And Now a Word From NOT our Sponsor

by jim on July 15, 2017

A note of explanation: There are two meetings next week in DFW concerning the large and complicated Volkswagen legal settlement over the company’s lying about the air pollution its diesel vehicles emit. Each state, as well as about 20 counties in Texas, are looking to score millions for various reasons and programs.

The two DFW meetings are sponsored by Public Citizen/Texas. We love Public Citizen and when they asked us to co-sponsor these meetings, we reflexively signed-up, even without knowing the details. There are efforts around the country to use this money to electrify school and city bus systems and challenge the status quo in interesting unconventional ways that might not be possible without large wads of cash.

But…what we didn’t know at the time we agreed to be co-sponsors was that the meeting is really a larger effort by something called the Texas Clean Air Working Group – an official statewide organization of local county governments working with other officials and businesses  – to solicit comments…and most likely, direct the money to their priorities.

As a result, the North Texas Council of Governments is the major local coordinating entity for the Working Group. The COG will be presenting its version of a “DFW air quality update” and helping to coordinate responses. We did not know this until last Thursday, when we asked for details of who was doing what presentations.

This is problematic for Downwinders at Risk on a couple of fronts.

For one thing, NTCOG is one of the reasons DFW is STILL in violation of the Clean Air Act after 26 years. They have a perpetually overly optimistic perspective. They have a close relationship with TCEQ because they get so many grants from them, and they frequently side with the State on air quality issues. They see air pollution only thru the prism of federal transportation dollars at risk over our “non-attainment: status – not public health. In 2015 citizens had to raise money to do the DFW air computer modeling that neither TCEQ nor COG would do. You aren’t going to get a very realistic picture of DFW air quality, or the need to do more about it, from a COG presentation.

Secondly, the preferred use of the VW settlement money by many of these local governments and NTCOG is either expansion or replacement of their own natural gas fleets, or supplementing existing state programs the state legislature has refused to adequately fund, like the Texas Emissions Reduction Program (TERP). In effect the goal of most of the members of the Working Group is to reinforce the status quo, not change it. 

Because of these reasons, we’ve asked to be taken off the list of co-sponsors. We don’t feel comfortable with our name being used to promote a more rose-color than-real picture of DFW air pollution. or natural gas as the solution to that not-as-bad-as-it looks problem.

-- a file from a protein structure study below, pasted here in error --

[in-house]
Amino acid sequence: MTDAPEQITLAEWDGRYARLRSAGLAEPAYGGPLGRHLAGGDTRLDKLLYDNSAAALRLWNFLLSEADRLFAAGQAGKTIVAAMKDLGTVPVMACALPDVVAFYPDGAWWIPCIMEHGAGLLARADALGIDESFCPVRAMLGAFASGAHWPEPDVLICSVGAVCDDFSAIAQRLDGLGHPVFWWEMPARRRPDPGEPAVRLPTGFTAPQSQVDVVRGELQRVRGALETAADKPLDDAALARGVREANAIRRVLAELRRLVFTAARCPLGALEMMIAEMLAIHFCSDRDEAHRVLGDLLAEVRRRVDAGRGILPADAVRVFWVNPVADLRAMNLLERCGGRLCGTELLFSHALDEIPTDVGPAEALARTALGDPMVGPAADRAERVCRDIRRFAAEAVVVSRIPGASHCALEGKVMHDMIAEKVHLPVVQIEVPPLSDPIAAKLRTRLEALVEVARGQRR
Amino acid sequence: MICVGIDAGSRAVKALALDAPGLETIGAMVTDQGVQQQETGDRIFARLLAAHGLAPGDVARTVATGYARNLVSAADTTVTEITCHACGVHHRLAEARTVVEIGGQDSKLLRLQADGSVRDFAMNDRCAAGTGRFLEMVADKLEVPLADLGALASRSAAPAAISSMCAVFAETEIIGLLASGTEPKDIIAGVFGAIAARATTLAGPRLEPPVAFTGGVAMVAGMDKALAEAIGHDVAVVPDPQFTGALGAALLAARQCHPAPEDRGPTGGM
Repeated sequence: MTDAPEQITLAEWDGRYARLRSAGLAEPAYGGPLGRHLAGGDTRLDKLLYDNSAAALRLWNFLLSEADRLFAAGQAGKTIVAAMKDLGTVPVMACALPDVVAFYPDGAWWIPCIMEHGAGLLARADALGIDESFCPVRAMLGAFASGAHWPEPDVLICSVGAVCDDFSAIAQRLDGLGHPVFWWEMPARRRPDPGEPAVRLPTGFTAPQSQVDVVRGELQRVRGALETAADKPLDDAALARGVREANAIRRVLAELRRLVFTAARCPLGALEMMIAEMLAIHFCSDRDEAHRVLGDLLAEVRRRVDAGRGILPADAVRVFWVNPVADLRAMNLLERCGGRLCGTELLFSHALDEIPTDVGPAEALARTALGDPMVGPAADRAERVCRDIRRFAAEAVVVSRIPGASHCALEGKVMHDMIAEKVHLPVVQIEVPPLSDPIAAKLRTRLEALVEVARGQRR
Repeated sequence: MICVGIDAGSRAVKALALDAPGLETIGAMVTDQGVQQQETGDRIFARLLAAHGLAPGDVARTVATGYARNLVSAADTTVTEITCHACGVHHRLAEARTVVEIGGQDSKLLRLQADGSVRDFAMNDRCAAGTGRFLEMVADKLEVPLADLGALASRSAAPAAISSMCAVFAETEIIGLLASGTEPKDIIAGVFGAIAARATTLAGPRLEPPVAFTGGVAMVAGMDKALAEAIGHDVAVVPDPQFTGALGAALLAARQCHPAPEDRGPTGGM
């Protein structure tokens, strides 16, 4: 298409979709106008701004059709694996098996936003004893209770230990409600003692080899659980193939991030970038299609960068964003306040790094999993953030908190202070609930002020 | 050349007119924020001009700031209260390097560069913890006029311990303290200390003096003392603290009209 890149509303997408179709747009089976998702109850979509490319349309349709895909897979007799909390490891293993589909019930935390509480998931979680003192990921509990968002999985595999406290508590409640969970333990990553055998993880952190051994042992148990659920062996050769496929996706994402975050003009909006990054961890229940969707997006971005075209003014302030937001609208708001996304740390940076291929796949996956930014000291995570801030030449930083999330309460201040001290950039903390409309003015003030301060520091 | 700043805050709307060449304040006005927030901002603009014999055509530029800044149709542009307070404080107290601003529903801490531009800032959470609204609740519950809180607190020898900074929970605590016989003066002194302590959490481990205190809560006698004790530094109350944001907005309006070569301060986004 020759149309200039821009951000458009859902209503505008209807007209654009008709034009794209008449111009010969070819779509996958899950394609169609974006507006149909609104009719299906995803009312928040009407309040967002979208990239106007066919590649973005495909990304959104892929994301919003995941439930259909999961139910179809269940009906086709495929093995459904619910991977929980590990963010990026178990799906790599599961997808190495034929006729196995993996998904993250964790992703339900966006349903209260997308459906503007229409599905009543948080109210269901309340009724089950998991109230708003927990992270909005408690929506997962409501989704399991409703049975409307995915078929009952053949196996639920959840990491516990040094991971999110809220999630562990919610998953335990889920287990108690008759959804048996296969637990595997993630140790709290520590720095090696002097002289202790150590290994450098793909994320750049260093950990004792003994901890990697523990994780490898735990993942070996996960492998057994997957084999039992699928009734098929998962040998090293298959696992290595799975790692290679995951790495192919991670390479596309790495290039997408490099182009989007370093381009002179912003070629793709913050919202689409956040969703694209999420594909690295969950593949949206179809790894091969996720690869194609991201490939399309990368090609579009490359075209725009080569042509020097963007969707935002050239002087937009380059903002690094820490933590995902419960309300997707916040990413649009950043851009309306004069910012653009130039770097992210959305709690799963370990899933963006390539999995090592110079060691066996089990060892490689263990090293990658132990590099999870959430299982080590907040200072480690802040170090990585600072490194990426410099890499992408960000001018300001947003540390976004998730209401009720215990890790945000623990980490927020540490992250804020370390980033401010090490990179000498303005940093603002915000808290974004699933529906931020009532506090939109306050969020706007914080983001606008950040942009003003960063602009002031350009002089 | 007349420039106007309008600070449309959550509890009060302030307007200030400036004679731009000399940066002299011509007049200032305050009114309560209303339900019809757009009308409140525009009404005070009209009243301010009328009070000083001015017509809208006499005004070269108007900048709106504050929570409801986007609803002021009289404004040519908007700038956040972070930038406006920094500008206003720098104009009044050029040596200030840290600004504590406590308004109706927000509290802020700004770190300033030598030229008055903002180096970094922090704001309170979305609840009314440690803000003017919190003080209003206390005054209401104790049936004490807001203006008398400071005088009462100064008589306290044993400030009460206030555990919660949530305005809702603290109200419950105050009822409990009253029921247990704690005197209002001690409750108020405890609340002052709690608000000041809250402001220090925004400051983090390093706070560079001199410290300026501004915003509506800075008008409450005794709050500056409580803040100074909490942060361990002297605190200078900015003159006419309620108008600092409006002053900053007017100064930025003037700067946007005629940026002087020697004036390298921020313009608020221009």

The suggestions made at these meetings will be channeled through the NTCOG, who has already given the state a quote for the amount of money it wants and a list of what it wants to spend it on. There is no citizens lobby being organized separately to argue for different priorities.

Looming over all of this is the fact that the Texas Commission on Environmental Quality and/or the Governor’s office determines where the state’s part of the settlement goes. So don’t expect much. In fact, Ken Paxton, the Texas Attorney General is suing over the settlement, specifically trying to eliminate the $2 billion set-aside for “zero-emissions” vehicle development as “unconstitutional.” 

Paxton is also suing to get 20 Texas counties, including almost all the major urban areas, to drop their own VW suits. Why would the counties want that money? Because they don’t trust the state to spend it on improving air quality. Dallas County Commissioners Court sent the state the same message this last month when it voted to stop collecting the $6 inspection fee the state is supposed to be reimbursing to local governments for air quality programs, but instead is just sitting in the general revenue pile to cover-up cuts in other programs.

So even while local governments in Texas are already lobbying hard to get their share of money from Austin, Austin is trying to make their pool of money smaller and eliminate zero emissions vehicle funding all together. Cross-purposes? Yep. But that’s Texas government in 2017.

If the counties win their separate lawsuit and money, there’ll be a much better chance for citizens to influence those local choices one Commissioners Court at a time than to try and steer the entire COG or state in the right direction. That’s your best chance to make something different happen and we’ll certainly be trying to keep track of how at least the North Texas counties use their possible winnings.

{ 2 comments… read them below or add one }

Bob Fusinato July 18, 2017 at 1:04 am

It seems like funding for the DFW Air Research Consortium monitoring and reporting program would be a good application for some of that VW money.

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jim July 18, 2017 at 4:32 pm

These monies are not targeted for anything but vehicle replacement and upgrading. if they win their suit, the counties may have more flexibility.

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